By Beatriz Marie D. Cruz, Reporter
THE HOUSE Committee on Ways and Means on Tuesday approved a bill that seeks to deepen Philippine capital markets by lowering the tax on stock transactions.
Albay Rep. Jose Ma. Clemente S. Salceda, who also chairs the committee, said the proposed Capital Markets Efficiency Promotion Act is “part of a broader effort to make the country’s capitals markets deeper, more liquid, and more competitive.”
The unnumbered substitute bill seeks to reduce the stock transaction tax to 0.1% from the current 0.6%.
According to Mr. Salceda, the Philippines’ 0.6% stock transaction tax is the highest among Association of Southeast Asian Nations (ASEAN) members.
“Vietnam and Indonesia only impose 0.1% while other neighboring countries exempt the sale of shares of stock. This keeps the Philippine bond and equity markets small relative to our regional peers,” he said.
The lawmaker noted the Philippine Stock Exchange (PSE) has only 283 listed companies, while other stock exchanges in the region have between 425 and 963 listed companies.
“An outright reduction from 0.6% to 0.1% may foster a conducive environment for investments and help domestic corporations raise capital. This will simplify the tax system as the distinction on the tax on trading of domestic shares whether in the local or foreign stock exchange will be removed,” Mr. Salceda said.
PSE President and Chief Executive Officer Ramon S. Monzon said the trading volume would have to increase over three times to compensate for the loss in revenues from the reduction in the stock transaction tax.
“I think we are very confident that this could be met because the increase in volume will not only increase transaction tax, it will increase income tax on the fees charged on stock trading. It will increase taxes on the earnings of brokers and on the earnings of the clearing and other organizations that have to do with the market,” he told the committee.
Mr. Monzon noted that countries like Taiwan and South Korea saw an increase in stock market volumes after reducing the tax on stock transactions.
“We foresee [that] any reduction in such taxes will encourage more participation in the stock market, and thereby add liquidity to our capital markets,” Kelvin Lester K. Lee, commissioner at the Securities and Exchange Commission (SEC), told the committee.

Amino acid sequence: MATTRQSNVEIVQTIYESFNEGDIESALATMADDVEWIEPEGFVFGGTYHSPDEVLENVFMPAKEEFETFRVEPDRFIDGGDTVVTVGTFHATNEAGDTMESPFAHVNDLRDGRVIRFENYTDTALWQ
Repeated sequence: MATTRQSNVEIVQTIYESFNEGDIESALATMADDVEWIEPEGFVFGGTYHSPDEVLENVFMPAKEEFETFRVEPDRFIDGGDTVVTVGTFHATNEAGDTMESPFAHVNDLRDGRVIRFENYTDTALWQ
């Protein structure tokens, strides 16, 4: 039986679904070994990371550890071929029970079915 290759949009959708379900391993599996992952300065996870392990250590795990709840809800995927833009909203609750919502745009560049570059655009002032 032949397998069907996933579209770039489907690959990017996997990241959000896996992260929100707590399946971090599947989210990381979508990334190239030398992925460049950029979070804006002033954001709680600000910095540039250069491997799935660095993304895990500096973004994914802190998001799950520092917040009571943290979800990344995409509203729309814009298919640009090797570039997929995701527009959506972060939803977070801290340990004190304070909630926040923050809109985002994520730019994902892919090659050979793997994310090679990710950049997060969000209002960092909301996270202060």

The bill also expands the definition of shares of stock to include options, derivatives, and short selling, as suggested by the PSE.
It also seeks to remove the 7% gross receipts tax on net trading gains by banks and financial institutions, as well as reduce the tax on dividends for nonresident investors to 10% from the current 25%.
“Lower dividend tax rates can encourage cross-border investments and participation in the local capital market by nonresident investors. This increased participation can lead to improved liquidity, depth, and efficiency of the capital market,” Mr. Salceda said in his sponsorship speech.
He said the bill would “help potential listings in the market, including the Maharlika Investment Fund and the proposed listing of shares of the Land Bank of the Philippines.”
Mr. Salceda said the increase in stock market volumes will benefit pension funds, such as the Government Service Insurance System (GSIS) and the Social Security System (SSS).
The panel also removed the proposed debt transaction tax, which was included in the original bill, at the suggestion of the Bankers Association of the Philippines.
Globalinks Securities and Stocks, Inc. Head of Sales Trading Toby Allan C. Arce said removing the tax on debt instruments would make the stock and bond markets both attractive and competitive to investors.
“The proposed debt transaction tax of 0.1% was intended to equalize the tax treatment of debt and equity transactions, as the current stock transaction tax is 0.6%. However, some experts argued that it would discourage investors from buying bonds and increase borrowing costs for the government and corporations,” Mr. Arce said in a Viber message.
China Bank Capital Corp. Managing Director Juan Paolo E. Colet said the government should consider other factors to catch up with other stock markets in the region.
“The tax measures alone may not be enough to catch up with our ASEAN neighbors. There are other important factors, including fundraising costs, company eligibility, speed to market, and regulatory environment,” Mr. Colet said in a Viber chat.
“The proposed tax cuts are expected to improve market liquidity, so that will be a favorable factor when companies assess whether to list shares on the PSE,” he added.